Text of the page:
Sociability is concerned with the social interactions that community members have
with each other via computing technology (Jones & Preece, 2006). Within online communities, members need to feel the presence of other members. Social presence is the degree to which members of a community feel connected to one another (Swan & Shih, 2005). When questions are posed, responses are posted, advice is offered, or resources are provided, members need the virtual equivalent of a head nod, a smile,
a thank you, or some other acknowledgment. Members on the periphery of the community are likely to become more engaged in the community if they discern a palpable social presence. Creating social presence is particularly important in the early stages of community growth. Successful communities often designate community “hosts” to welcome new members to the community and ensure that member participation is positively acknowledged. Community moderators often call on core members of the community to ensure that newcomers receive responses to their questions or contributions.

The usability of an online community is concerned with the features and functions that enable users to interact successfully with technology across the human-computer interface (Jones & Preece, 2006). Usable community software is a key enabler for knowledge sharing in online communities (Ardichvili, 2008; Barab, MaKinster, & Scheckler, 2003; Farooq, Schank, Harris, Fusco, & Schlager, 2007; Jones & Preece, 2006). The essential software components must include architecture for the information that supports the community; tools for searching the information and navigating through it; a design of the dialogue format; and access (Jones & Preece, 2006). The design of an online community must enable flexible use and support a diverse range of use. Further, there is a growing need for designs that allows content generated by the community to be archived in a way that is easily searchable and usable in the future.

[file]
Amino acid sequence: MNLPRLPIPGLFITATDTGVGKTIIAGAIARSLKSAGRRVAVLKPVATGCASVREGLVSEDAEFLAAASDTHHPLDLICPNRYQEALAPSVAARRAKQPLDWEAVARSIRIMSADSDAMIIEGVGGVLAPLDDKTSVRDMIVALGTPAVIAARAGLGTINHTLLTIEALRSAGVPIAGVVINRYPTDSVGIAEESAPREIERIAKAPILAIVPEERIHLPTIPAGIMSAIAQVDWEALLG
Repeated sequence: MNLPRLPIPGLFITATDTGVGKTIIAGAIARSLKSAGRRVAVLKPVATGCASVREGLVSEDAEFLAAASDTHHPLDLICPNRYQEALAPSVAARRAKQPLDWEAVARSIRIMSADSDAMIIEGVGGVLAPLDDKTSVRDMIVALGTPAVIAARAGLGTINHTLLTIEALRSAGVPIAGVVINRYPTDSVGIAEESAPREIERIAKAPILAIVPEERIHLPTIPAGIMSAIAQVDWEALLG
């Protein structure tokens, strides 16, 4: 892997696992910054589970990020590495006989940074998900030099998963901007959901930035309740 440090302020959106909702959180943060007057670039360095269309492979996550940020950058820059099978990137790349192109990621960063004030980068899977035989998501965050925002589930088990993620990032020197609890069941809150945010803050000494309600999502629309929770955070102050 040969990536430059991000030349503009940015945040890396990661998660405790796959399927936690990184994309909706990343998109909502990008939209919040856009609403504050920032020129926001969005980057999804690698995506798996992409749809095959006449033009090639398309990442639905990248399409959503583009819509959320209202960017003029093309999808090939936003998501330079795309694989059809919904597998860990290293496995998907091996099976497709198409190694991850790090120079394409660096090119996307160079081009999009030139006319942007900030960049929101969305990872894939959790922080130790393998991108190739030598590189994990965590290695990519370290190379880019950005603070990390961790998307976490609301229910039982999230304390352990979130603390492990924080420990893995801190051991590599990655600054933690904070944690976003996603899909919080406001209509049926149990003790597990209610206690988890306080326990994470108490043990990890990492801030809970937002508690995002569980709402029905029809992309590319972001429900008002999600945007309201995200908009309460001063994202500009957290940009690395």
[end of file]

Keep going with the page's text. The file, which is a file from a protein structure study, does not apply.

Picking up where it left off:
Planning and Implementation Guidelines

  • Designate community hosts to welcome new members and facilitate social presence within the community.
  • Particularly in the early stages of the community, monitor community activity to ensure that members who post receive some sort of response to their post.
  • Personalize responses to posts, for example, a response such as “@Lisa, I had a similar experience with…” provides a personalized acknowledgment of a post that Lisa created and then builds on it.
  • Highlight contributions from members in weekly or monthly newsletters.
  • Provide acknowledgment functionality through which members can “like” forum posts.
  • Provide “who’s online” indicators and activity streams.
  • Enable profile pictures to be displayed with posts.
  • Capture and archive artifacts of knowledge sharing among members for future use by members within the community and possibly outside the community.
  • Develop efficient tagging systems and search engines for knowledge repositories.

More about community usability can be found in the Technologies for Online Communities of Practice brief, available on the Connected Online Communities of Practice website at

Next: Measuring Success

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